Today we are happy, we are in love, and we are feasting. Yet instead of spending money to be happy, we are feasting upon free food, healthy food, sustainable food. Instead of plastic from a factory in China, we are blessed each day with gifts that cannot be packaged. We make wine, we build houses, we make toys, and on a daily basis we are enriched. December 25th is like any other day, and every day is like Christmas in Eden.
On Christmas Day, people all over the world are excited, feasting, traveling, visiting – and if they have money – spending lots of it. Children especially look forward to Christmas with eager anticipation. There are two reasons for this:
1) It’s a holiday from school, and
While these things are undoubtedly occasions for joy, they also highlight the dark side of Christmas, which is only partially masked by the facade of joy.
For children and students everywhere, Christmas is a long-anticipated relief, an escape from the prison that is school. As with spring and summer breaks, the best part of school is being OUT of it! Adults recognize this too. Aside from a short summer vacation, the week from Christmas to New Year’s Day is a rare chance to take it easy and be away from work. Of course, everyone goes back. There needs to be some way to pay the bills racked up over holiday.
To so many people, LIFE is actually a prison. When you HAVE to be somewhere, whether you enjoy it or not, whether it is important to you or not, that is slavery. And for what? For plastic goods made in Chinese factories? For some genetically modified superchemical food? To ensure a safe and benign existence?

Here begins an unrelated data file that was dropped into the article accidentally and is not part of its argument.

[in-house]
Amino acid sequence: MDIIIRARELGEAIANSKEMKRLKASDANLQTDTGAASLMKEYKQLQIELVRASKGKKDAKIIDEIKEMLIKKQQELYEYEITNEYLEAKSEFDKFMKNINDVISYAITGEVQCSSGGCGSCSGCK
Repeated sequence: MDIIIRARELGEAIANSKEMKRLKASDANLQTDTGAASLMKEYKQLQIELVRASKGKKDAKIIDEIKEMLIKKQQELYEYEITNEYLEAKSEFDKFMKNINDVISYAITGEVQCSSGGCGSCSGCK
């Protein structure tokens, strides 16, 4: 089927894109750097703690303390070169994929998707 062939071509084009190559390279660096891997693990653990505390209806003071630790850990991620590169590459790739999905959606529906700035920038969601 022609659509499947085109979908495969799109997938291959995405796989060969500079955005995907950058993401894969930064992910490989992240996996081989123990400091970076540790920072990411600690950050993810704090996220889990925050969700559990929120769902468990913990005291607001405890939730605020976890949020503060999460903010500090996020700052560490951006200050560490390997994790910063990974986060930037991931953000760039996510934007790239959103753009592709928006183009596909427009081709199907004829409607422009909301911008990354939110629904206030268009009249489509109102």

The second most celebrated aspect of Christmas is. . . the presents! For some this means hundreds or even thousands of dollars spent. For others this means hand-me-down clothing, or if you’re Bill Murray in the movie “Scrooged,” a package of meat from his butcher father. Rich kids get big, expensive presents; oftentimes so do the “poor kids,” whose parents work countless hours to try and compensate their children for the sad overworked lives they will inherit.
Especially because it is Christmas, let us remember that for many, life is horror. Not surrounded by loved ones, no money, nothing special or fancy, nowhere to be. I bring the truth about human life all across the planet, and sadly, the reality is depressing. But the reason it’s so depressing, is because it is so hard to see the truth that life is really a blessing. Today is all that we have. That there is way more than enough of everything and every day could be like Christmas. The darkness brings the renewed opportunity to see the light of truth.
So here is what I propose:
Every day could be Christmas. It is possible. It is a reality for the 16 adult people here in Eden who do not HAVE to go to work or be in school. Neither of those realities provide anything of real value anyways. Thinking that life is about mandatory schooling or putting in 30 years for corporate and then retiring is an obsolete paradigm. If you’re lucky, you’re spending Christmas Day with those you love the most – do you think it is impossible to have this every day (at least every day you want it). The over-emphasis on consumerism and the holidays obscures the fact that any day is a good day to give gifts to those around you – the gift of your love, your empathy, your attention. It is possible to feast each day from the foods you love the most. It is possible to wake up rested and excited about the day. It is possible to be creative and fulfilled with the days endeavors and be stronger and healthier each day instead of older and fatter. Life is a miracle and anything is possible. It’s worth a try. You can always go back. If you do not believe these things are possible, then of course it appears that way. Yet myself and everyone at the Garden are living, breathing, examples that this IS possible. That is the perspective we embody at The Garden of Eden.